Hidden among the supercars and SUVs at the Geneva motor show, Infiniti has quietly updated its Q50 compact executive saloon - the oft-forgotten Japanese rival to the BMW 3-series, Audi A4 and Mercedes-Benz C-class.
It's largely forgotten as it's not quite as complete a product as its German rivals (nor indeed the Jaguar XE or Lexus IS), but a small facelift and the introduction of new technology should make it more appealing to its small, loyal band of followers for whom even the IS is too predictable.
Subscribe to evo magazine
At the top of the range Infiniti has created a new Red Sport 400 trim level, which not unexpectedly utilises the most potent version of the brand's 3-litre twin-turbocharged V6, developing 395bhp at 6400rpm and 350lb ft of torque from 1600-5200rpm. Other engines include a 205bhp 2-litre four-cylinder petrol, and a 166bhp, 2.2-litre turbodiesel. A 355bhp, 3.5-litre V6 hybrid is also on the way, while rear- and four-wheel drive setups are available.
The front end of the Red Sport 400 - itself revised in all models with an updated grille - gets a more angular front bumper and wider air intakes, as well as a front splitter to reduce lift. The rear bumper is different to standard models too, housing a twin exhaust setup and a two-tone rear diffuser. Red Sport 400s sit on 19-inch alloy wheels.
All revised Q50s get LED headlamps and LED taillights derived from those of the more recently-launched Q60 coupe. Between standard models and the Red Sport 400, a new Sport grade adopts some of the changes of its more potent brother.
The cabin has come in for a refresh too, with what Infiniti calls 'an enhanced level of artistry and quality'. In simpler terms that means a wider use of leather-effect trim across the instrument panel, but more traditional materials like wood are still available to embellish the dashboard. More Q60 inspiration comes in the form of an updated steering wheel, a different gear selector and new seats.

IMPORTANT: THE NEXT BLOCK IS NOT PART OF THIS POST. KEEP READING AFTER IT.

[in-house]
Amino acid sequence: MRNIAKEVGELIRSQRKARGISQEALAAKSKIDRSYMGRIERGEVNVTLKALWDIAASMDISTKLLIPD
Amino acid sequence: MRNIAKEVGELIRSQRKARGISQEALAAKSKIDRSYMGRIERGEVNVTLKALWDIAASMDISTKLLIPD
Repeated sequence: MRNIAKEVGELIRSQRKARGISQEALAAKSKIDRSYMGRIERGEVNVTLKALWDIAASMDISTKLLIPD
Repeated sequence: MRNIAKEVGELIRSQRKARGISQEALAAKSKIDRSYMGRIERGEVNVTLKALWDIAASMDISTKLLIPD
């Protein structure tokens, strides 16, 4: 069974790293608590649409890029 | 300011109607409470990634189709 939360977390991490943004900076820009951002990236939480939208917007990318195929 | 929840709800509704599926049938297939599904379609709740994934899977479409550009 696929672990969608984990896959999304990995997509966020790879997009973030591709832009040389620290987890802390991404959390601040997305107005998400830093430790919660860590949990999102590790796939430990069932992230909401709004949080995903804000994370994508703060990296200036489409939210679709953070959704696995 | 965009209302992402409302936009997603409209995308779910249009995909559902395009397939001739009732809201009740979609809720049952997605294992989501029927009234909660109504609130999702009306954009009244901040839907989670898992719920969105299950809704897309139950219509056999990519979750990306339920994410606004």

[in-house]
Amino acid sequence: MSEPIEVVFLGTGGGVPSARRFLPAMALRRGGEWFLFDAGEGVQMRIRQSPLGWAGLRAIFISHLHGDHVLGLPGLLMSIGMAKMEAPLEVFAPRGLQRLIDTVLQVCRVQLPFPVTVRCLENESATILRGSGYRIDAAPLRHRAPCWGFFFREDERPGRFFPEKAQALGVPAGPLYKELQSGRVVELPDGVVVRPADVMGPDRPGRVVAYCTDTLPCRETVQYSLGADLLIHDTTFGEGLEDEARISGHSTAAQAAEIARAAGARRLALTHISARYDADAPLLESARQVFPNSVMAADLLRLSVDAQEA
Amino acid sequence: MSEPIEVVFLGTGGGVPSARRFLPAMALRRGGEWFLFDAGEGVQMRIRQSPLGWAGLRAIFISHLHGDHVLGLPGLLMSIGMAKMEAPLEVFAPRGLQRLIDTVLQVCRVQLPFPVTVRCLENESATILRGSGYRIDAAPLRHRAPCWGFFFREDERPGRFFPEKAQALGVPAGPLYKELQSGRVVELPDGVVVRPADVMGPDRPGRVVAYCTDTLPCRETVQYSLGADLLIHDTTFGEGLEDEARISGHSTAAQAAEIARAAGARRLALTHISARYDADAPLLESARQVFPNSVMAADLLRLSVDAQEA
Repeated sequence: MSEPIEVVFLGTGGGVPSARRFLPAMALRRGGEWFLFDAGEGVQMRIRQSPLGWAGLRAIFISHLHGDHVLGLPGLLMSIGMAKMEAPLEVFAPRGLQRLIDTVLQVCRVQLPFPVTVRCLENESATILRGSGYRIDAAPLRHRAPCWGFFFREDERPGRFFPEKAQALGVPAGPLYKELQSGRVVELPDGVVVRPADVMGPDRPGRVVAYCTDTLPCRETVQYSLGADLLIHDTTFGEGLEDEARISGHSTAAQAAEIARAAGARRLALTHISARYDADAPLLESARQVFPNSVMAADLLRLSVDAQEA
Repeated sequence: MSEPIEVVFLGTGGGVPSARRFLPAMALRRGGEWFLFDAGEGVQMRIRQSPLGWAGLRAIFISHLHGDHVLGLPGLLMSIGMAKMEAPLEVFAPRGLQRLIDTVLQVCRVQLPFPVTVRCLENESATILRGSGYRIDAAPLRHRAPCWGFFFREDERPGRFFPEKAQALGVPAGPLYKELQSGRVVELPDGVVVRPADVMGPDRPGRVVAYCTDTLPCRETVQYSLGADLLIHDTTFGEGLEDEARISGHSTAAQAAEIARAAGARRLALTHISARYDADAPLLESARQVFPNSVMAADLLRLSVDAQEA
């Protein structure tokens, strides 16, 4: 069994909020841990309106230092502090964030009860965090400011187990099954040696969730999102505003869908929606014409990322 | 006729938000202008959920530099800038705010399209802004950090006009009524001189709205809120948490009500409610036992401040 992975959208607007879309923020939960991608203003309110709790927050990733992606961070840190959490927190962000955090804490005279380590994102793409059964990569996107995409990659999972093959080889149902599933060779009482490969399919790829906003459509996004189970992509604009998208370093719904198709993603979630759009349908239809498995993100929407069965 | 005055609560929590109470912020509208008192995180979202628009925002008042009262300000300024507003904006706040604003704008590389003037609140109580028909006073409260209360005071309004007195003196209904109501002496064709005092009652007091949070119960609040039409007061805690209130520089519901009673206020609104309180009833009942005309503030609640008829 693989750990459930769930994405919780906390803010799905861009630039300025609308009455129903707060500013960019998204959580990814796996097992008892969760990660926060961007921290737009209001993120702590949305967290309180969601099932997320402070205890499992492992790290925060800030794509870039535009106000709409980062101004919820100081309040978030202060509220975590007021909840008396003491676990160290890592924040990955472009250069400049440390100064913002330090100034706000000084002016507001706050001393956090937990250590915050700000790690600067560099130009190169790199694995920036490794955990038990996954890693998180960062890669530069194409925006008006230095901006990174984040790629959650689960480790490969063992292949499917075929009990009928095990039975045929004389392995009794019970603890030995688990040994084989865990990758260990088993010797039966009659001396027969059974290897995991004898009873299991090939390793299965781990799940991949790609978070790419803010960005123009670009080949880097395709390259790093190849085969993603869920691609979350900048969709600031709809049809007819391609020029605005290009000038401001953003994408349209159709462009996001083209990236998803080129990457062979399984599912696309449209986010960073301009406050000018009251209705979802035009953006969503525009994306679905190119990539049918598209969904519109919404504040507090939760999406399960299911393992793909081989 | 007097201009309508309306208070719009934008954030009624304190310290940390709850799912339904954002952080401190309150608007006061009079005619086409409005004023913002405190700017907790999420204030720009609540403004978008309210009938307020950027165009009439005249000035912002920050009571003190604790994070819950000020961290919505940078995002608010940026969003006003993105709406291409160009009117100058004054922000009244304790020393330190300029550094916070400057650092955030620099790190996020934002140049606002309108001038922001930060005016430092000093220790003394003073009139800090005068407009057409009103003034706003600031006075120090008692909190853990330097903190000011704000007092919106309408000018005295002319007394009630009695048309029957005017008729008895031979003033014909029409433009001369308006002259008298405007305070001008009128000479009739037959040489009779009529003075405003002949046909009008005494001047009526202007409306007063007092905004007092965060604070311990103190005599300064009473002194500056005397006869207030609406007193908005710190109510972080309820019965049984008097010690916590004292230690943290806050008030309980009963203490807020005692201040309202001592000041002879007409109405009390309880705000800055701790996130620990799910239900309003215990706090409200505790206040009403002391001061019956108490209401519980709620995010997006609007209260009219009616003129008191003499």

To thise, Red Sport 400 models get red stitching, quilted side inserts to the seats, and a matte chrome finish to the instruments. Aluminium and matte dark chrome trim also features widely.
On the technology side, Infiniti has tweaked its two-touchscreen setup on the dashboard - a slightly confusing arrangement at first, but one that places most frequently-used functions on the top screen and others below. Infiniti's 'InTouch' services can store driver preferences based on profiles loaded into the key, as well as access to a 16-speaker Bose sound system.
With driver assistance technologies becoming more popular in the sector, Infiniti has also introduced a suite of such systems to the updated Q50. They're based around the second generation of the firm's Direct Adaptive Steering - a steer-by-wire setup that we've found difficult to gel with thanks to a disconcerting lack of feedback, though one adaptable via selectable drive modes.
Steering weight and "feedback" can be adjusted through Personal, Standard, Snow, Eco, Sport, and Sport+ settings - with Standard claimed to be most similar to a conventional steering setup. Adaptive suspension is also available.
Systems in the new ProPilot Assist include active lane keeping and cruise control, forward collision warning and emergency braking systems, blind spot warning, backup collision prevention and more.